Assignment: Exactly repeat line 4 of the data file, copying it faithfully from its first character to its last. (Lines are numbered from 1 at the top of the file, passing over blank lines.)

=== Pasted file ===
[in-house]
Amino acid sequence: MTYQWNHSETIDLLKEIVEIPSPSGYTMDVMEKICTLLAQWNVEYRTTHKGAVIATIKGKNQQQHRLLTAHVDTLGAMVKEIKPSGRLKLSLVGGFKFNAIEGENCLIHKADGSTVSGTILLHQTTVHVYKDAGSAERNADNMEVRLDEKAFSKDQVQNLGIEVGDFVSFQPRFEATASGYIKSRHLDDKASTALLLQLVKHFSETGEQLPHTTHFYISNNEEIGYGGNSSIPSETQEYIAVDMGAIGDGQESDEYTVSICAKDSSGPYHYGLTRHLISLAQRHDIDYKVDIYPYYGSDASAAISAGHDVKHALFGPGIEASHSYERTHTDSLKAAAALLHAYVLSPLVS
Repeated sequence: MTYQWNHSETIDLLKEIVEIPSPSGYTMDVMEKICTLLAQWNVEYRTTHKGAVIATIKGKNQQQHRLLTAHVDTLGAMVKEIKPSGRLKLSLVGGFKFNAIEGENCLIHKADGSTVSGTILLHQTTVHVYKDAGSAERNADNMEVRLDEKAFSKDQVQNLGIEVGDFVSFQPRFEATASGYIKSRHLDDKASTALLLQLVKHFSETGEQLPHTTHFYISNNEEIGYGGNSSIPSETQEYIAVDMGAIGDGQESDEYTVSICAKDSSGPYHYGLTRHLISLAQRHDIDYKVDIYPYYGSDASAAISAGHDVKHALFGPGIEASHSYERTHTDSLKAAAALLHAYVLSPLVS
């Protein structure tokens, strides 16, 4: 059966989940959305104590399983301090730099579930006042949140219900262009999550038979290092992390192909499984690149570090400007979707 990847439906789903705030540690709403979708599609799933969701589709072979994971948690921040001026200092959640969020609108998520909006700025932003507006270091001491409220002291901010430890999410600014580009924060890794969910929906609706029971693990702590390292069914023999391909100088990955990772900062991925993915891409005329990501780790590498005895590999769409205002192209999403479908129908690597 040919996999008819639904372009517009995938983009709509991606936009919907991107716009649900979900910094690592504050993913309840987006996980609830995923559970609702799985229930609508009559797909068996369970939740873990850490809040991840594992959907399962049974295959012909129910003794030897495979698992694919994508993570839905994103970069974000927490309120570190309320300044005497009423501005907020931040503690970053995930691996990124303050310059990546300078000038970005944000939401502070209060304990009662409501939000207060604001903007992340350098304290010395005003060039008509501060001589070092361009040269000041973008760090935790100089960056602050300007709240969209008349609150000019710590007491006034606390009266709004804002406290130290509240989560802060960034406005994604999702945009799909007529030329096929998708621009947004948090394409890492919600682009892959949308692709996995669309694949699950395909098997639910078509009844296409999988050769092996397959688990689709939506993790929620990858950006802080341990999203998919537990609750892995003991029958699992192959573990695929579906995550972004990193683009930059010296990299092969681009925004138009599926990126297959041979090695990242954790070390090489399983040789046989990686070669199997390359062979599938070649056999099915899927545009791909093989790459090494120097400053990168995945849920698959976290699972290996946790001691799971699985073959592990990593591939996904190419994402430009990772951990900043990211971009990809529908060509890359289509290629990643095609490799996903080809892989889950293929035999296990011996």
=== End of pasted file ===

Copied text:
């Protein structure tokens, strides 16, 4: 059966989940959305104590399983301090730099579930006042949140219900262009999550038979290092992390192909499984690149570090400007979707 990847439906789903705030540690709403979708599609799933969701589709072979994971948690921040001026200092959640969020609108998520909006700025932003507006270091001491409220002291901010430890999410600014580009924060890794969910929906609706029971693990702590390292069914023999391909100088990955990772900062991925993915891409005329990501780790590498005895590999769409205002192209999403479908129908690597 040919996999008819639904372009517009995938983009709509991606936009919907991107716009649900979900910094690592504050993913309840987006996980609830995923559970609702799985229930609508009559797909068996369970939740873990850490809040991840594992959907399962049974295959012909129910003794030897495979698992694919994508993570839905994103970069974000927490309120570190309320300044005497009423501005907020931040503690970053995930691996990124303050310059990546300078000038970005944000939401502070209060304990009662409501939000207060604001903007992340350098304290010395005003060039008509501060001589070092361009040269000041973008760090935790100089960056602050300007709240969209008349609150000019710590007491006034606390009266709004804002406290130290509240989560802060960034406005994604999702945009799909007529030329096929998708621009947004948090394409890492919600682009892959949308692709996995669309694949699950395909098997639910078509009844296409999988050769092996397959688990689709939506993790929620990858950006802080341990999203998919537990609750892995003991029958699992192959573990695929579906995550972004990193683009930059010296990299092969681009925004138009599926990126297959041979090695990242954790070390090489399983040789046989990686070669199997390359062979599938070649056999099915899927545009791909093989790459090494120097400053990168995945849920698959976290699972290996946790001691799971699985073959592990990593591939996904190419994402430009990772951990900043990211971009990809529908060509890359289509290629990643095609490799996903080809892989889950293929035999296990011996």